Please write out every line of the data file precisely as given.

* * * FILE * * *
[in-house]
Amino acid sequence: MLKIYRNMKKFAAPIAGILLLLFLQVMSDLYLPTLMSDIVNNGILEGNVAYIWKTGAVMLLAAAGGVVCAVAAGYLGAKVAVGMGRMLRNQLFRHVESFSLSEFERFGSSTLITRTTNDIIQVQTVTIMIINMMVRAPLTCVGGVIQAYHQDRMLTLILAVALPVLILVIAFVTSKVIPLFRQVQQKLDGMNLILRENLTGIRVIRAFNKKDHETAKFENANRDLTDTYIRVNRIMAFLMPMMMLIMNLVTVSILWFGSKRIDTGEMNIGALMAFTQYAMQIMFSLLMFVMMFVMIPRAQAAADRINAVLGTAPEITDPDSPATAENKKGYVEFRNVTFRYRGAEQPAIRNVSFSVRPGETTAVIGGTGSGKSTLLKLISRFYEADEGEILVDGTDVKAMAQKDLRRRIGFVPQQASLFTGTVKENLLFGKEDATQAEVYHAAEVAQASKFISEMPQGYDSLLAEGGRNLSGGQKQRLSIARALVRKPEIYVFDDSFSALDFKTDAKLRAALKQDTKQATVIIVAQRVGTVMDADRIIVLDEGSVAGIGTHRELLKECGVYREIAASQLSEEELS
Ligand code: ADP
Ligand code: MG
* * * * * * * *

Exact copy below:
[in-house]
Amino acid sequence: MLKIYRNMKKFAAPIAGILLLLFLQVMSDLYLPTLMSDIVNNGILEGNVAYIWKTGAVMLLAAAGGVVCAVAAGYLGAKVAVGMGRMLRNQLFRHVESFSLSEFERFGSSTLITRTTNDIIQVQTVTIMIINMMVRAPLTCVGGVIQAYHQDRMLTLILAVALPVLILVIAFVTSKVIPLFRQVQQKLDGMNLILRENLTGIRVIRAFNKKDHETAKFENANRDLTDTYIRVNRIMAFLMPMMMLIMNLVTVSILWFGSKRIDTGEMNIGALMAFTQYAMQIMFSLLMFVMMFVMIPRAQAAADRINAVLGTAPEITDPDSPATAENKKGYVEFRNVTFRYRGAEQPAIRNVSFSVRPGETTAVIGGTGSGKSTLLKLISRFYEADEGEILVDGTDVKAMAQKDLRRRIGFVPQQASLFTGTVKENLLFGKEDATQAEVYHAAEVAQASKFISEMPQGYDSLLAEGGRNLSGGQKQRLSIARALVRKPEIYVFDDSFSALDFKTDAKLRAALKQDTKQATVIIVAQRVGTVMDADRIIVLDEGSVAGIGTHRELLKECGVYREIAASQLSEEELS
Ligand code: ADP
Ligand code: MG